Posted by: Robert Horwitz | April 14, 2016

Supreme Court Makes Another Chink in the Government’s Forfeiture Powers by Robert S. Horwitz

The federal government’s forfeiture power is unprecedented. In United States v. Bajakajian, 524 U.S. 324 (1998), the Supreme Court made the first chink in the Government’s forfeiture power.  It held that forfeitures are subject to the excessive fine provision of the Eighth Amendment. On March 30, 2016, the Court made the second chink in the forfeiture power in Luis v United States, 578 U.S. ___ (2016), where it held that a district court can’t freeze untainted funds needed by a criminal defendant to pay counsel to represent her in a criminal case.

The petitioner, Sala Luis, was charged with multiple counts of health care fraud, bribery and kickbacks as a result of which she allegedly received approximately $45 million. She had spent virtually all of her ill-gotten gains.  She had $2 million in funds that were not used in the commission of the offense or obtained as a result of the offense (the “untainted funds”).  Under 18 USC 1345, the Government moved for an order freezing the untainted funds pre-trial.  Sec. 1345 provides that where a criminal defendant is charged with health care or bank law violations, a court can freeze pretrial 1) property obtained as a result of the crime, 2) property traceable to the crime, and 3) other property of equivalent value.  The district court granted the motion over the defendant’s assertion that she needed the funds to retain counsel.  The Eleventh Circuit affirmed.

The issue before the Supreme Court was whether the pretrial restraint of a criminal defendant’s untainted funds, which are needed to retain counsel, violates the Fifth and Sixth Amendments. The Court held that it did.

The plurality decision weighed the interests of the Government in having funds available to pay criminal penalties and restitution against the defendant’s right to counsel guaranteed by the Sixth Amendment.

The Court began by discussing the importance of the right to counsel guaranteed by the Sixth Amendment: it is a “fundamental” right that is the “great engine by which an innocent man can make the truth of his innocence visible.”  Its importance had led to the Court requiring the Government to provide counsel to an indigent defendant accused of “all but the least serious crimes.”  A deprivation of the right to counsel is a structural error that requires reversal without recourse to harmless error analysis.  “Given the necessarily close working relationship between lawyer and client, the need for confidence and the critical importance of trust, neither is it surprising that the Court has held that the Sixth Amendment grants a defendant ‘a fair opportunity to secure counsel of his own choice.’”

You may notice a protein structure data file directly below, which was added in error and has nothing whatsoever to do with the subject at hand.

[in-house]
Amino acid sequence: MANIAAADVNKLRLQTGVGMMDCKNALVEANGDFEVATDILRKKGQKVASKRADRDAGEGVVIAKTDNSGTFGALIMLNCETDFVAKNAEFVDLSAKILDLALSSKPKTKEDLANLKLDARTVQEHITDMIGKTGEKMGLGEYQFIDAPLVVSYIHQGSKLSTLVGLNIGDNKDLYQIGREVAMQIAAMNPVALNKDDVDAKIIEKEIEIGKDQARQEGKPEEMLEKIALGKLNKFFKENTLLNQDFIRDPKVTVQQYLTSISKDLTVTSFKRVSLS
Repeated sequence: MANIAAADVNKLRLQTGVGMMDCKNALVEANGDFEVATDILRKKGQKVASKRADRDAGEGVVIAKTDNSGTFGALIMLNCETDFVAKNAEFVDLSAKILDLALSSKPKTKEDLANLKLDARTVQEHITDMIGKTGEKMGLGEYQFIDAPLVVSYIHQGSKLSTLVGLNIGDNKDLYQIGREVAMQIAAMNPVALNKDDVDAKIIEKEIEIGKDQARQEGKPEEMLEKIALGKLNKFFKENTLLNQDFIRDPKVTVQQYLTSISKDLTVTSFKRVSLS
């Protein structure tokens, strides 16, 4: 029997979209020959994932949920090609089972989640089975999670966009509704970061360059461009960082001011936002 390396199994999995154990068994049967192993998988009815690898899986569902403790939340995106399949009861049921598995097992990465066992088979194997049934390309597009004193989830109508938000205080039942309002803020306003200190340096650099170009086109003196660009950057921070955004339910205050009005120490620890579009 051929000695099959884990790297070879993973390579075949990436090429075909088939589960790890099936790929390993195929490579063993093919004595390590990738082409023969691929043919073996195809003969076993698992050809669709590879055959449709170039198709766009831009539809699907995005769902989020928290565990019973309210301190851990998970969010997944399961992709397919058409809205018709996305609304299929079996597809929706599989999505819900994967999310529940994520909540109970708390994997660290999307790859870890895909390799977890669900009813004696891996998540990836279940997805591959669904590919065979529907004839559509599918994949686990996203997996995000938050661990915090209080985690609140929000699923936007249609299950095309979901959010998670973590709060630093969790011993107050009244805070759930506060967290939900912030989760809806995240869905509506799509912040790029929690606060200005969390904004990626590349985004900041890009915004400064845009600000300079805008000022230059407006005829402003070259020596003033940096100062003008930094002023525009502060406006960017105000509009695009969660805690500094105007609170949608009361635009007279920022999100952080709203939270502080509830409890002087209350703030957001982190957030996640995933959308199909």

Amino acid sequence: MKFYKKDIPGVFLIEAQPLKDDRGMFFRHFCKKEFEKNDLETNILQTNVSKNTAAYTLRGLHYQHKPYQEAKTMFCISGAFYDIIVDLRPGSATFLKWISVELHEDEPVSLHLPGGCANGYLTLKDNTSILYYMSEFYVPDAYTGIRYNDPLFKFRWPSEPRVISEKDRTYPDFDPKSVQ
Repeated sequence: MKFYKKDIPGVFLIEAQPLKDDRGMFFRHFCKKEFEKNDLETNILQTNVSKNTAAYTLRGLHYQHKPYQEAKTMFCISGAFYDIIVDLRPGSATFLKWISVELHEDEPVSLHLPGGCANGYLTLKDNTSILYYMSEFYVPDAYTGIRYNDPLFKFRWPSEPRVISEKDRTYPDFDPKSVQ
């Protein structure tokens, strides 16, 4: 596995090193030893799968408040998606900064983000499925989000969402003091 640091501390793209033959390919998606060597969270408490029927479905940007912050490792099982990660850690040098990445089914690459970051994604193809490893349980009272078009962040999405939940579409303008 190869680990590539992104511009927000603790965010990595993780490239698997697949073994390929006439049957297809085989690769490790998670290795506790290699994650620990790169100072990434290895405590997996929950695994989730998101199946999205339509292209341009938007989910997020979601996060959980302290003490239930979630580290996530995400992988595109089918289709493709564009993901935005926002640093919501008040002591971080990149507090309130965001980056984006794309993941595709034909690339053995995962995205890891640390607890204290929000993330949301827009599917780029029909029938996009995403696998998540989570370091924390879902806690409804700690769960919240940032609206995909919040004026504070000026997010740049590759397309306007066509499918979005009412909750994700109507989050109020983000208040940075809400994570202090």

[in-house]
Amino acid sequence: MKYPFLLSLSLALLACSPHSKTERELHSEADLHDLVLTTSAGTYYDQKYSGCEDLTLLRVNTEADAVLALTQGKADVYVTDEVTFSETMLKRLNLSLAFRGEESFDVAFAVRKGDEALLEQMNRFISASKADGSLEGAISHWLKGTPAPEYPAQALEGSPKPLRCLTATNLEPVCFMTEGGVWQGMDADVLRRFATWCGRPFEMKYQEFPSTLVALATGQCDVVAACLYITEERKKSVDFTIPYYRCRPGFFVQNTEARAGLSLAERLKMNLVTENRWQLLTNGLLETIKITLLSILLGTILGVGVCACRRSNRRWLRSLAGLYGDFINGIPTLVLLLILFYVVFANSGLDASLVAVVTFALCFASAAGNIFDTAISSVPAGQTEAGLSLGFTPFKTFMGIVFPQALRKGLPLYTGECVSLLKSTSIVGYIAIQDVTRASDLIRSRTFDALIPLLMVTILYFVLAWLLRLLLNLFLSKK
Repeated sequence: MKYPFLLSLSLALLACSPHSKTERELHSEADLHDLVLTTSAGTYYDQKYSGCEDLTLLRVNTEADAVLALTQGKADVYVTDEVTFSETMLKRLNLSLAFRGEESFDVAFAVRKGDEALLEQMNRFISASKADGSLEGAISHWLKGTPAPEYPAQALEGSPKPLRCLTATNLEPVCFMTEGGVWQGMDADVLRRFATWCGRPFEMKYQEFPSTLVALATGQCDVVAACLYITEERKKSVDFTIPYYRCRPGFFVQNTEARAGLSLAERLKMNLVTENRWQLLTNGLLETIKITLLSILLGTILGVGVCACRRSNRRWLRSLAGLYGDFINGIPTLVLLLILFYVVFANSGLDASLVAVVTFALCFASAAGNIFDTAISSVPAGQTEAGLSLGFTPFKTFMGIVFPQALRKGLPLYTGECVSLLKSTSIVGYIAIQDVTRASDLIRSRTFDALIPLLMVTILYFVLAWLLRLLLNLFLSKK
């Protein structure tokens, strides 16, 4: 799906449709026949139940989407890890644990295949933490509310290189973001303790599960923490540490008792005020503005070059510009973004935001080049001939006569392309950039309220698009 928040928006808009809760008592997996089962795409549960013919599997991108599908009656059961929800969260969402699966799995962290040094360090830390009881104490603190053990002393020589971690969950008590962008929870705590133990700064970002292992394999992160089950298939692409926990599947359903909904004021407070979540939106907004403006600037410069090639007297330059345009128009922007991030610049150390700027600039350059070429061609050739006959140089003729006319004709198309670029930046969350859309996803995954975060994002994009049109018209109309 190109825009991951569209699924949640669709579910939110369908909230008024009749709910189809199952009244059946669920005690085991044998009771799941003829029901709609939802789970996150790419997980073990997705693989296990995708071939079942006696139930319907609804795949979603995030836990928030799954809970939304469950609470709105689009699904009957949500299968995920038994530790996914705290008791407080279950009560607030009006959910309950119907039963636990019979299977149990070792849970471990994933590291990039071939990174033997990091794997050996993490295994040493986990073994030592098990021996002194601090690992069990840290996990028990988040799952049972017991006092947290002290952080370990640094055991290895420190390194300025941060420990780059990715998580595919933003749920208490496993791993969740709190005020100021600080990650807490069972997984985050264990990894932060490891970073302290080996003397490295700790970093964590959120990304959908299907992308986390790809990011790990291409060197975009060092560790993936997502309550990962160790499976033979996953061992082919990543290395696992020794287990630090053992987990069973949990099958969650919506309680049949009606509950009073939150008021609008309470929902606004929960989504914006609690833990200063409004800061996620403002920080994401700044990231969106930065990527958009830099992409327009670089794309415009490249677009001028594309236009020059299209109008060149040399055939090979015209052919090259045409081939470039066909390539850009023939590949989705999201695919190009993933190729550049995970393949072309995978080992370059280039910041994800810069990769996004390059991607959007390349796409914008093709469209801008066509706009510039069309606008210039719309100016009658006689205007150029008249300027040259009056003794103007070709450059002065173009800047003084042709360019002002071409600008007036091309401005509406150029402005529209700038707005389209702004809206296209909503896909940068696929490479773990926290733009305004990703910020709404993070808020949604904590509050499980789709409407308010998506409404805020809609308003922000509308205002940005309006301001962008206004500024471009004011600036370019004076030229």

The Court distinguished earlier cases where it held that funds that a criminal defendant intended to use to pay attorney fees were forfeit on the ground that in those cases the funds were “tainted” in that they were either the proceeds of a criminal act or used further a criminal act. In Ms. Luis’ case, the Government admitted that the funds did not bear any such taint.

The plurality summed up three primary considerations that underlay its decision: 1) the competing interests are the “fundamental” right to counsel vs. the Government’s interest in securing its punishment of choice, 2) the common law tradition that supports the Court’s view and 3) adopting the Government’s position would erode the right to counsel “to a greater extent than we have so far indicated,” and would be especially harmful to innocent defendants. Finally, the court noted that if there is a dispute over whether funds are “tainted” or “untainted” the courts have developed tracing rules to determine whether funds are tainted.

Justice Thomas in a concurring decision cast the deciding vote in the case. He rejected the plurality’s “balancing” of the interests of the Government against the Sixth Amendment right to counsel.  In his view, the Sixth Amendment, in light of its common-law background, required that the Government not be allowed to freeze “untainted” funds that a criminal defendant needed to pay attorney fees.  To hold otherwise could render the Sixth Amendment right to counsel in a criminal case nugatory.

Both Luis and Bajakajian involve situations in which the property the Government seeks to freeze or hold forfeit was not derived from or to be used in furtherance of criminal activity.   The Government has in recent years been active in seizing funds and bank accounts of small legal businesses and their owners often on the ground that the business owner violated banking regulations. The two cases highlight the Supreme Court’s concern over the Government’s use of the forfeiture power to grab property that was neither derived from criminal activities nor used to further criminal activities.

ROBERT S. HORWITZ – For more information please contact Robert S. Horwitz – horwitz@taxlitigator.com or 310.281.3200   Mr. Horwitz is a principal at Hochman, Salkin, Rettig, Toscher & Perez, P.C., a former Assistant United States Attorney of the Tax Division of the Office of the U.S. Attorney (C.D. Cal) and represents clients throughout the United States and elsewhere involving federal and state, administrative civil tax disputes and tax litigation as well as defending criminal tax investigations and prosecutions. Additional information is available at http://www.taxlitigator.com

 


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